I'm pleased to see some comments on this thread. It gives me hope. I have been fond of Nicholas Ferrar, and the life lived at Little Gidding, for years. I have even been known to sit Night Watch, reading the Psalter right through. Perhaps tonight would be a good time. Anyone want to join me? Tomorrow night, Friday, would be fine too, if you get this too late for Thursday night - in memory of Nicholas Ferrar.

Posted by: Rev. Lois Keen on Thursday, 4 December 2008 at 11:59pm GMT

Beautiful

The Lord's prayer "May God's will be done on earth, as it is in heaven."

The above included "Jesus develops the idea further: he does not simply talk about feasting in God’s kingdom; in addition he actually sits and eats and drinks with the underclasses and the unclean, declaring by his actions that their sins are forgiven (because they needed no further ritual cleansing)..."

So, if Jesus boldy proclaims by his words and deads that sins are forgiven, why are Christian priests still rabbitting on about unclean and unforgiven souls e.g. women or in particular Eve?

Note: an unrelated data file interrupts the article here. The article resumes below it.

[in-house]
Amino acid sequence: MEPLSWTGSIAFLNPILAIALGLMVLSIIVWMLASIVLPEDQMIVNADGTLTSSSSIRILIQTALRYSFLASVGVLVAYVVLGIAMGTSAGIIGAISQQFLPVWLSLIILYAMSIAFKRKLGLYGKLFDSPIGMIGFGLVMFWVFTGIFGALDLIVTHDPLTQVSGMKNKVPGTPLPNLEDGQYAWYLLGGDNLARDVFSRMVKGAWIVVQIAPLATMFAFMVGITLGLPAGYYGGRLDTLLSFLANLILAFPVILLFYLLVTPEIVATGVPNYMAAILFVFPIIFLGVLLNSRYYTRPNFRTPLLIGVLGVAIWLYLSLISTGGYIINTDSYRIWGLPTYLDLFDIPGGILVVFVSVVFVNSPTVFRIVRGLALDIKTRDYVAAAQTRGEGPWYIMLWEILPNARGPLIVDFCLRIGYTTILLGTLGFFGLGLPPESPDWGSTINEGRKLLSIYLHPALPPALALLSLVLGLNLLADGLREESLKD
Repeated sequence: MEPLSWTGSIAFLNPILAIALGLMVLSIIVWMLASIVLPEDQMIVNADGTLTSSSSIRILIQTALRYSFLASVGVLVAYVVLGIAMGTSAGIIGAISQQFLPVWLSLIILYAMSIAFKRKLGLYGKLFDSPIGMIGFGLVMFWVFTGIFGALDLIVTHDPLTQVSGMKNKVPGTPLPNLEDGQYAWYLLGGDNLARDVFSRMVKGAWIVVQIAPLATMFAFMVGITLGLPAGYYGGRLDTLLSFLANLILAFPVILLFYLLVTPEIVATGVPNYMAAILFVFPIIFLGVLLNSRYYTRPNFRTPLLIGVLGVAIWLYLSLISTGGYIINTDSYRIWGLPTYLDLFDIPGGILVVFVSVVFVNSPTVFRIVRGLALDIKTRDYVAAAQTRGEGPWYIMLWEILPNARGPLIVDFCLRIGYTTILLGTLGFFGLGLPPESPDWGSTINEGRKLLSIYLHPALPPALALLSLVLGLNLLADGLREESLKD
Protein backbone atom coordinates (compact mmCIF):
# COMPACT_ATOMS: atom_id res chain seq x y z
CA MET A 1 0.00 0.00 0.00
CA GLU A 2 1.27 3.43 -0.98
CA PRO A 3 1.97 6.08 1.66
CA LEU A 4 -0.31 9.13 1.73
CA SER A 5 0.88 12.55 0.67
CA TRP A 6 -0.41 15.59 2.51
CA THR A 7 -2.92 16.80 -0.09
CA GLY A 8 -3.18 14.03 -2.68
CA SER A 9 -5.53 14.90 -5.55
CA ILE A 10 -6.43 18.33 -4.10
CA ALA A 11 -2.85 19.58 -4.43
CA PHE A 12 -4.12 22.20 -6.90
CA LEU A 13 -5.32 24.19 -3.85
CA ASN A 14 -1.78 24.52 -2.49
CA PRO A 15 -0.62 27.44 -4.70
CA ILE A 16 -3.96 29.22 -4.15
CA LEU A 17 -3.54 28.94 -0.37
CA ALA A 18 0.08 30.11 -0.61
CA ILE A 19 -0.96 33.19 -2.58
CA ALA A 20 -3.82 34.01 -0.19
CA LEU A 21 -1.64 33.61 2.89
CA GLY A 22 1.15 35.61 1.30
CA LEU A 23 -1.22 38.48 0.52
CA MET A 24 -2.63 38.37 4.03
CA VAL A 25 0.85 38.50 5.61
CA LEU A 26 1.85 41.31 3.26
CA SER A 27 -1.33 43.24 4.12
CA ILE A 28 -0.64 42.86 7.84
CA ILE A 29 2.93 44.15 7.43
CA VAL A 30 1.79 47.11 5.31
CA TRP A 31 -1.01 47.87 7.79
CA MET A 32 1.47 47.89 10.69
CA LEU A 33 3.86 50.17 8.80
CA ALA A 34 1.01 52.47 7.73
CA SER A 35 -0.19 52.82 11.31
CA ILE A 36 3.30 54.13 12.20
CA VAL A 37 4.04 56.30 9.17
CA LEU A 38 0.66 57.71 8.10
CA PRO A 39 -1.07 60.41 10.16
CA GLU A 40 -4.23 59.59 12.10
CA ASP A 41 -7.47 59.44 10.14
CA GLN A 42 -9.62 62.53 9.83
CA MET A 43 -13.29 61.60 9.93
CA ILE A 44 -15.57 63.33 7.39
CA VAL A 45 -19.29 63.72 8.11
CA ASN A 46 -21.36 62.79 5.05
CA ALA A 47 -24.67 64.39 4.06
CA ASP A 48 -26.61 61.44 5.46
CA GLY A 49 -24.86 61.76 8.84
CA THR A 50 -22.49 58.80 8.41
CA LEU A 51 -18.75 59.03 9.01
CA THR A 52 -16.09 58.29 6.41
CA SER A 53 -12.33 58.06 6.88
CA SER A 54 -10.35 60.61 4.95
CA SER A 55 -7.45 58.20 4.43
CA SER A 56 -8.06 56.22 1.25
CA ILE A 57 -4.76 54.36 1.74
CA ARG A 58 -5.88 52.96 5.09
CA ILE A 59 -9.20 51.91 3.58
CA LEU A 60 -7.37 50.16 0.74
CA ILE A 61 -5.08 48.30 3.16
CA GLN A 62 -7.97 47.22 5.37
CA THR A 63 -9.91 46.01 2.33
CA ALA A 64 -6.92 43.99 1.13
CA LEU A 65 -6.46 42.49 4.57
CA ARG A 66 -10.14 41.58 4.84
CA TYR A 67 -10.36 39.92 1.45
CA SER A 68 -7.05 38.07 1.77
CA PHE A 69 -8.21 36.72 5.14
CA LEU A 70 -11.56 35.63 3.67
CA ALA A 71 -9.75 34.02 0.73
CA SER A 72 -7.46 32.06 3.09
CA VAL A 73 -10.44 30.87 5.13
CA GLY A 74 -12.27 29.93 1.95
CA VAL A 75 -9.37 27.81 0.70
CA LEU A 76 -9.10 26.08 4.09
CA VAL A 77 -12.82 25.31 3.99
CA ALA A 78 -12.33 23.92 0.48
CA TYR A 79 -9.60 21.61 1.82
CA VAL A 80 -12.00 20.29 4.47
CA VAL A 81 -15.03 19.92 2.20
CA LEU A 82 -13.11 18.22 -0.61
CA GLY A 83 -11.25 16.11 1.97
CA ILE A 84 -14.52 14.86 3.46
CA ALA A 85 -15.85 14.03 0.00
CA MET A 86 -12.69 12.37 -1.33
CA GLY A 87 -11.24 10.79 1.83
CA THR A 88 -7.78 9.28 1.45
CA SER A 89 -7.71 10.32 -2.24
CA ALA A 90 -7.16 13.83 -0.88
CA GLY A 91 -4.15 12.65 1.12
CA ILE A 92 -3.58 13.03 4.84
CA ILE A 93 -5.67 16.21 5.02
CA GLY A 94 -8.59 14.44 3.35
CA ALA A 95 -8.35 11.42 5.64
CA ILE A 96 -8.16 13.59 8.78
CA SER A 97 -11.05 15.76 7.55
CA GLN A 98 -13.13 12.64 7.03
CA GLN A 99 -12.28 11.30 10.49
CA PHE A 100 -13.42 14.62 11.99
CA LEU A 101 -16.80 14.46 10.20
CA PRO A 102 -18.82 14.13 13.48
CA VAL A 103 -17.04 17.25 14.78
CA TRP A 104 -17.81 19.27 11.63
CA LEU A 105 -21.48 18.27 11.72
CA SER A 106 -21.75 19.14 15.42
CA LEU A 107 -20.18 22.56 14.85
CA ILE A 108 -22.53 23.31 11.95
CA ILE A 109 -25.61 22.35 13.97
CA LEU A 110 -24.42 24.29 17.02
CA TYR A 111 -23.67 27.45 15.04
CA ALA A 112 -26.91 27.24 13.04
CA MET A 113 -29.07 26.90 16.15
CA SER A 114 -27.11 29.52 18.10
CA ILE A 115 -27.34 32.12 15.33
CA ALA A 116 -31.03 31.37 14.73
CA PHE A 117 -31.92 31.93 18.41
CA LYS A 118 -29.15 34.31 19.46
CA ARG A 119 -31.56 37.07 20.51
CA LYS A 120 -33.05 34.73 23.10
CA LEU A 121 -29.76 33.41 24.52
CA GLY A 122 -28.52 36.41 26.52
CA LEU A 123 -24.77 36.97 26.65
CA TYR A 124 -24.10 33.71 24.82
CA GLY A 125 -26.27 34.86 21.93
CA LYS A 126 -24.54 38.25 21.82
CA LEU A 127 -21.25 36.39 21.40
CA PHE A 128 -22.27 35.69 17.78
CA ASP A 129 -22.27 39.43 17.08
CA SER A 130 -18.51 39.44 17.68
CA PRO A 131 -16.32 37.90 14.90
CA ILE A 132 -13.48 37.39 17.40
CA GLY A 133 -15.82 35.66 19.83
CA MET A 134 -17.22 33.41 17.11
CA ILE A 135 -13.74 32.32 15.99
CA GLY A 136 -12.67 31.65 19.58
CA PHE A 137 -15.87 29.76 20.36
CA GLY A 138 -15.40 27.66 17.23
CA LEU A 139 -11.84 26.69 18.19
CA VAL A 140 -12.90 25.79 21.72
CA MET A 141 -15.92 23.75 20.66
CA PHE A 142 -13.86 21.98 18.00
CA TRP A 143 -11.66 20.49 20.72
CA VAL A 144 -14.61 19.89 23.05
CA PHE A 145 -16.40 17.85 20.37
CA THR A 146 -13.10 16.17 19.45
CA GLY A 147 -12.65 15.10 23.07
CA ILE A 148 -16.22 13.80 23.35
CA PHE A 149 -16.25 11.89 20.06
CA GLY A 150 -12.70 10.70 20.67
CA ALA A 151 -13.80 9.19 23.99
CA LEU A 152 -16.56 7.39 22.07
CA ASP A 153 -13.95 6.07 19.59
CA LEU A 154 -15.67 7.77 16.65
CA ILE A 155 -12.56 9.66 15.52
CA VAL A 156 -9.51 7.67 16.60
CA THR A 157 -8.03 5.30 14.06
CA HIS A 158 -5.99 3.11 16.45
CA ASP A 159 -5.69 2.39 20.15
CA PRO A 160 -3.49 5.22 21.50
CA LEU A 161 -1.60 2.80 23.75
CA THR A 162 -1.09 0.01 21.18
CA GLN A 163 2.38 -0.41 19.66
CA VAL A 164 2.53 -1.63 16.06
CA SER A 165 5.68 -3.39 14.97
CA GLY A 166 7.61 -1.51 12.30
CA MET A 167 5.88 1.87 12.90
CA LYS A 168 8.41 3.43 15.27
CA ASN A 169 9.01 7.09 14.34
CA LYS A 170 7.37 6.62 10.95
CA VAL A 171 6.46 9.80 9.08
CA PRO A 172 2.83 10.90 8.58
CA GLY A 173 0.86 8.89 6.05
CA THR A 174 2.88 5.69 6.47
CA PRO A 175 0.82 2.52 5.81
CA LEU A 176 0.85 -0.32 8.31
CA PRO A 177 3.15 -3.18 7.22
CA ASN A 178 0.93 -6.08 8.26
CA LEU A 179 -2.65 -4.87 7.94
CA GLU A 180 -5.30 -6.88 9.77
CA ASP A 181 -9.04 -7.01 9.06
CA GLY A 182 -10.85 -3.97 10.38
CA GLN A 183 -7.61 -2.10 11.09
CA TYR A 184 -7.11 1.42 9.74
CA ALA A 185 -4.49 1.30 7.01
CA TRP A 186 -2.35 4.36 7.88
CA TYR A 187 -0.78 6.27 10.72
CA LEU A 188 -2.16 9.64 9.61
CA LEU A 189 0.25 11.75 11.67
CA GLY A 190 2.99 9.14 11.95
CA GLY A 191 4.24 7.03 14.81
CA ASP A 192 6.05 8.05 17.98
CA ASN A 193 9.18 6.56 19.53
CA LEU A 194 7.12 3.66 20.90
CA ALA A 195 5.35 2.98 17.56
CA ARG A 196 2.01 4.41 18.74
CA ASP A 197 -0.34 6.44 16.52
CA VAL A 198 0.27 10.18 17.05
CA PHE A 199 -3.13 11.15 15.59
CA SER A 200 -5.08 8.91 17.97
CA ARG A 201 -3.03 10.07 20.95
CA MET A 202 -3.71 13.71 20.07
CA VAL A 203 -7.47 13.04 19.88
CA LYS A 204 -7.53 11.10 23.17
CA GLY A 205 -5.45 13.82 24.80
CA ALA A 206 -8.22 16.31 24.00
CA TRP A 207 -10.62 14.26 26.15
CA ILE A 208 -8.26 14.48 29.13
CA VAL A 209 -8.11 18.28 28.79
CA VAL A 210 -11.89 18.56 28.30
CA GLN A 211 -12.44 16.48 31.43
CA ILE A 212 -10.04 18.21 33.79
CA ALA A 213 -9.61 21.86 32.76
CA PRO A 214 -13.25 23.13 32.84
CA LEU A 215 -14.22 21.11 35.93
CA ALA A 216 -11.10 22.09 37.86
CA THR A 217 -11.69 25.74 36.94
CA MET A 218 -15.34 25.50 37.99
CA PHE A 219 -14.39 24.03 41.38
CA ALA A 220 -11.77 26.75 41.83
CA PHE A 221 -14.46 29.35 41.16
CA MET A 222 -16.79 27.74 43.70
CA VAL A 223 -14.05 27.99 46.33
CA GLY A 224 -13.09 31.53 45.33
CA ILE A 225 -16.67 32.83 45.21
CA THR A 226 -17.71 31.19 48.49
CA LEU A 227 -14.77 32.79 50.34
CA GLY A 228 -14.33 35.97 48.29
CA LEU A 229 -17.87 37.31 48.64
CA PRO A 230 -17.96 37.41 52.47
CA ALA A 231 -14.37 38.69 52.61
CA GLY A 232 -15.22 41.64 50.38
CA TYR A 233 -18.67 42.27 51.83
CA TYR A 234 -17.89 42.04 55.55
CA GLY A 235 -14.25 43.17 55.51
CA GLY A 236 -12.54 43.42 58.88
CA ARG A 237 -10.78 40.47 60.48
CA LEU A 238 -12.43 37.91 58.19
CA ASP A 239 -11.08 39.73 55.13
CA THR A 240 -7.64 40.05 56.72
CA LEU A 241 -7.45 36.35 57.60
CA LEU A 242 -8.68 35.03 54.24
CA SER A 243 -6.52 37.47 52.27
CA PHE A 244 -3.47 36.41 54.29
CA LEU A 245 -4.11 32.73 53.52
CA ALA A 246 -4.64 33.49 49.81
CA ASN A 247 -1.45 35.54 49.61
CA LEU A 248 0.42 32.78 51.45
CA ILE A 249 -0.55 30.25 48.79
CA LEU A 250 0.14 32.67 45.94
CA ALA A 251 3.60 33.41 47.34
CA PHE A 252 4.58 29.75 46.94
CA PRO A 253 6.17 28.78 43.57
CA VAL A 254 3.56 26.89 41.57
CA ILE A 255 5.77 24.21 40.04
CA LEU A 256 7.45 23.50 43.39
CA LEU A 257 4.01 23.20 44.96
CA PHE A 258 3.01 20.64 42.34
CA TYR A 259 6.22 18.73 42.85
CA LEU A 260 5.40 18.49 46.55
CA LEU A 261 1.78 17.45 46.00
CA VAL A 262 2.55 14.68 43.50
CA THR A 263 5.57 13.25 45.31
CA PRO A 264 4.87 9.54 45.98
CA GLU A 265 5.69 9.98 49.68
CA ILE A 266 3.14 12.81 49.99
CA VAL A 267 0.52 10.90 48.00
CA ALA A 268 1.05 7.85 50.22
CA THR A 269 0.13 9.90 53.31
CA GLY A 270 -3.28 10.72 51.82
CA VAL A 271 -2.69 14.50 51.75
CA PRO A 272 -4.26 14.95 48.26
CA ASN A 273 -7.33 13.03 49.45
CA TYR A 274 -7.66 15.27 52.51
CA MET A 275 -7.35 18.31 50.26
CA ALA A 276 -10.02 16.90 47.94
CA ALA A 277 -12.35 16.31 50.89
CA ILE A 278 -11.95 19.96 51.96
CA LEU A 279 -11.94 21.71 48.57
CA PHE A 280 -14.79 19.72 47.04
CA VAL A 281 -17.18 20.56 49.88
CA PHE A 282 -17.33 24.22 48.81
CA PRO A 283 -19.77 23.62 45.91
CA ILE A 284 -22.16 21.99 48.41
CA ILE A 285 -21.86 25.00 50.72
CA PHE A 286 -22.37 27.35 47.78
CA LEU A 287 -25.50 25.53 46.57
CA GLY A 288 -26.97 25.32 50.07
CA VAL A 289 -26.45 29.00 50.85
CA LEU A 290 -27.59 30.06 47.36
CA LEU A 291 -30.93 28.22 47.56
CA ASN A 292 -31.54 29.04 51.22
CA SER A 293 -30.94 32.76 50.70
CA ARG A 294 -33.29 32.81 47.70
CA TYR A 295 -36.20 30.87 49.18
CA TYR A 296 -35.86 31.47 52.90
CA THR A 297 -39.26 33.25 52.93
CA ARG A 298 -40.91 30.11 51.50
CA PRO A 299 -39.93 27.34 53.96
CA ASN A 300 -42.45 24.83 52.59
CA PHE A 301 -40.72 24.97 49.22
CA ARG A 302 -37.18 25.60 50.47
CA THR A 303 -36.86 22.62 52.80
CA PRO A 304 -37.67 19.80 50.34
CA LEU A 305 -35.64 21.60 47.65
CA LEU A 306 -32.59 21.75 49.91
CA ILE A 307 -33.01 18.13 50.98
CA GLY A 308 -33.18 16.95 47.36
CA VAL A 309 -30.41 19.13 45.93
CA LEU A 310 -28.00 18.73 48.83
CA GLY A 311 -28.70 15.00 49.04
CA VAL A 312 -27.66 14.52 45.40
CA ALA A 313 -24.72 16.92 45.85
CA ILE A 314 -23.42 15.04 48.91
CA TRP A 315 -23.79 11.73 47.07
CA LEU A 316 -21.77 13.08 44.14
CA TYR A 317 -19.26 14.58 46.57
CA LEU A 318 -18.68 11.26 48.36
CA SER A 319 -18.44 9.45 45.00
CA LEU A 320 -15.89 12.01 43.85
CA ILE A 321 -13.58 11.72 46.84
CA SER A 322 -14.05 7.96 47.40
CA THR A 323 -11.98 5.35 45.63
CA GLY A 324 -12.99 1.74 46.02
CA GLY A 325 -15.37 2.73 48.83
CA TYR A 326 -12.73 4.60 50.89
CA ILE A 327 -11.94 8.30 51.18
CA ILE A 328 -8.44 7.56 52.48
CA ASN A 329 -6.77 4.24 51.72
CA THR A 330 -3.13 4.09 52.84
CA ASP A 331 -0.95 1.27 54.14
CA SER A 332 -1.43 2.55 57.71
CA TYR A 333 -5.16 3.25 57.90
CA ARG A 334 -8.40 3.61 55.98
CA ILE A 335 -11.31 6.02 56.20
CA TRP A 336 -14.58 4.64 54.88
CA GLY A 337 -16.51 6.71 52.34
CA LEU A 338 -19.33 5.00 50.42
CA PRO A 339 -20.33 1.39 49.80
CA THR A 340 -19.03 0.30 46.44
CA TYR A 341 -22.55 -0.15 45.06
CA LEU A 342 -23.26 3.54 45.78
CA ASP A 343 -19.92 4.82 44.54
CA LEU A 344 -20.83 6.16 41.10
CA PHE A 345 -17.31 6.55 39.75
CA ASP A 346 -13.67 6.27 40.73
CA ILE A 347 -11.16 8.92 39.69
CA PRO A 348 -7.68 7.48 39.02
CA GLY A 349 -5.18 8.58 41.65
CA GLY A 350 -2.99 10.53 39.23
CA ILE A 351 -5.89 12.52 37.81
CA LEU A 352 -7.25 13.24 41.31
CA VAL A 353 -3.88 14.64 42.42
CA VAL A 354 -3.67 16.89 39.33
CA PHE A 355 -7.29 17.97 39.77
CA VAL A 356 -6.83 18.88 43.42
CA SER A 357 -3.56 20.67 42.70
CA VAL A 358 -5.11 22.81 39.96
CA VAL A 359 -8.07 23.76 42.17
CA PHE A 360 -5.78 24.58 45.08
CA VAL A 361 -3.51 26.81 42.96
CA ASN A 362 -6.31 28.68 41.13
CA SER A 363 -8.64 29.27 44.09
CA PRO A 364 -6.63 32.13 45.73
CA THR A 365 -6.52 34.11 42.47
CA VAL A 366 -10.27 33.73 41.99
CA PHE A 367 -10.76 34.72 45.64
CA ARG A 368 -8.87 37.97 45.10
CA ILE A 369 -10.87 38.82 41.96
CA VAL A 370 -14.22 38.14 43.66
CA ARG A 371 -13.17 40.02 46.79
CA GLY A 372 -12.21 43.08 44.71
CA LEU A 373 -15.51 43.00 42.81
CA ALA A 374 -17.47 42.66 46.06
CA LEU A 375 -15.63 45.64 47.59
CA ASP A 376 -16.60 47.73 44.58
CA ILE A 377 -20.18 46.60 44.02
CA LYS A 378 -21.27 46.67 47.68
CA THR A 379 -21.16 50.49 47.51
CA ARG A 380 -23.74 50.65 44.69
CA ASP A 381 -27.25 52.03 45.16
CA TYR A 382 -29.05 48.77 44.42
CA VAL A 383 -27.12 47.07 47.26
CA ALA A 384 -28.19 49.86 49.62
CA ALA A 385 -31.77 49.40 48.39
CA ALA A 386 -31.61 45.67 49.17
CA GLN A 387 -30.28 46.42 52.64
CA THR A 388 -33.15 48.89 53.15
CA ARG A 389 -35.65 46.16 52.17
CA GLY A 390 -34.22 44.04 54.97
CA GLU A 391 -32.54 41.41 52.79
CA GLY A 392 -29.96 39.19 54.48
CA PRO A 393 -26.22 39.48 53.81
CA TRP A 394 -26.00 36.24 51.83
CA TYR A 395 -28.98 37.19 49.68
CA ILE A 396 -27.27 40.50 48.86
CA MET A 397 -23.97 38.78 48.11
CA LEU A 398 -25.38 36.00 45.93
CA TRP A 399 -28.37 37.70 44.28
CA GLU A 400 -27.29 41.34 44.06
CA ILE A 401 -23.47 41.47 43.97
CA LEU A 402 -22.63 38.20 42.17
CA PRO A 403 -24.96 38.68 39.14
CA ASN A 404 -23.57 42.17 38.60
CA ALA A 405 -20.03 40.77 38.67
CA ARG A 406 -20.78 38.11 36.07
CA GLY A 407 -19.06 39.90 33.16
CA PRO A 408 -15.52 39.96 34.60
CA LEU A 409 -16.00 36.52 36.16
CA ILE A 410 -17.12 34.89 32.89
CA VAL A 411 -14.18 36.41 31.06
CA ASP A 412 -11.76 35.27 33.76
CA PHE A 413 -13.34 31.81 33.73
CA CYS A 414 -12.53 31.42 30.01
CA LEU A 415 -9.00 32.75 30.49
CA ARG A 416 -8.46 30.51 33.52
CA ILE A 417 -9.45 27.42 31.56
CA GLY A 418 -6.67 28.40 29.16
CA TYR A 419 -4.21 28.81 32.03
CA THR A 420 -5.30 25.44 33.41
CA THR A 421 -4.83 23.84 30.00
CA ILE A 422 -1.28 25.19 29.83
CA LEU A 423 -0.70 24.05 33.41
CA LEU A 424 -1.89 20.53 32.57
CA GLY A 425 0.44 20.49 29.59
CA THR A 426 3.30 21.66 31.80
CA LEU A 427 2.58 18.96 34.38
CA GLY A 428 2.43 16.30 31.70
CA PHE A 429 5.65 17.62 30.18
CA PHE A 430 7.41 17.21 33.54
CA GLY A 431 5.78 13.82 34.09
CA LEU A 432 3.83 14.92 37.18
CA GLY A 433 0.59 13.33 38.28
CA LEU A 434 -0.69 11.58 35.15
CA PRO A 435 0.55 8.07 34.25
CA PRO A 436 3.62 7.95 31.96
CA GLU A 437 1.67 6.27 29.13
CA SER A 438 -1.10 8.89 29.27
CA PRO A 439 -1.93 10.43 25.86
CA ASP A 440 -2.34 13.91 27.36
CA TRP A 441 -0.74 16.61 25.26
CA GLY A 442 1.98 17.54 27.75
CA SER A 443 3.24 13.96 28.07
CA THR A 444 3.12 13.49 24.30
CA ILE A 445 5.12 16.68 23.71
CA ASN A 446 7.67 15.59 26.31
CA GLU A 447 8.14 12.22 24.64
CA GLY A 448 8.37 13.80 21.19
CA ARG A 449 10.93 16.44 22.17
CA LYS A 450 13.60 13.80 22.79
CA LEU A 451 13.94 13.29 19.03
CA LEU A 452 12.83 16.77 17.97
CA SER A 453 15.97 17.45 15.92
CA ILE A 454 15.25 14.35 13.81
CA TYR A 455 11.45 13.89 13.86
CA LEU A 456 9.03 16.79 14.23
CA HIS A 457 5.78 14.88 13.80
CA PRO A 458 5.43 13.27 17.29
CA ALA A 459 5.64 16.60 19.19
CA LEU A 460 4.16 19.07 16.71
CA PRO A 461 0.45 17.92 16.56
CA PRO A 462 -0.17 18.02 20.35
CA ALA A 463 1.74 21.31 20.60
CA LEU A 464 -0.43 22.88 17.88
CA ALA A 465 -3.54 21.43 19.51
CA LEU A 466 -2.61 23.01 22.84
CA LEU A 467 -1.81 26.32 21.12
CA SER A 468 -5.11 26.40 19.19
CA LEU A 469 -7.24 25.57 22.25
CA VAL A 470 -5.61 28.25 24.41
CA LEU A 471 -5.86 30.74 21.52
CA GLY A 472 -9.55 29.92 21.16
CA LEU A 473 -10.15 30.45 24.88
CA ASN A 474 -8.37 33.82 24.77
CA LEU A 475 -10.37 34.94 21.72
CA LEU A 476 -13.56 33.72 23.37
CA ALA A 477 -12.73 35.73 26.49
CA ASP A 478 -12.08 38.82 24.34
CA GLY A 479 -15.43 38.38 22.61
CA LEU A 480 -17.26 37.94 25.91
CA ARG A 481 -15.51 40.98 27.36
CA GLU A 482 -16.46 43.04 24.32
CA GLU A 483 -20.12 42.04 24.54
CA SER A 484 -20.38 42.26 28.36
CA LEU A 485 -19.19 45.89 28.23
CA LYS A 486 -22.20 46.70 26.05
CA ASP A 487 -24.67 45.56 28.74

Posted by: Cheryl Va. on Friday, 5 December 2008 at 7:56am GMT

"unclean and unforgiven souls e.g. women or in particular Eve?"

Christian priests don't rabbit on, as far as I am aware, that any woman is unclean or unforgiven. Not even Eve. What's more, Christians have always seen Christ as a new Adam and Mary as a new Eve. Considering that Mary's role in redemption was secondary to that of Christ, that would imply that Eve's role in the fall was secondary to Adam's. At most, they are equal. One could also make the argument that Eve fell to the temptation of the Enemy, while Adam fell to the temptation of a mere mortal, so his weakness in the Fall was greater than that of Eve, who might possibly have resisted the temptation of a mere mortal. That last bit is anything BUT traditional, of course, but the rest is very much so.

Posted by: Ford Elms on Friday, 5 December 2008 at 12:39pm GMT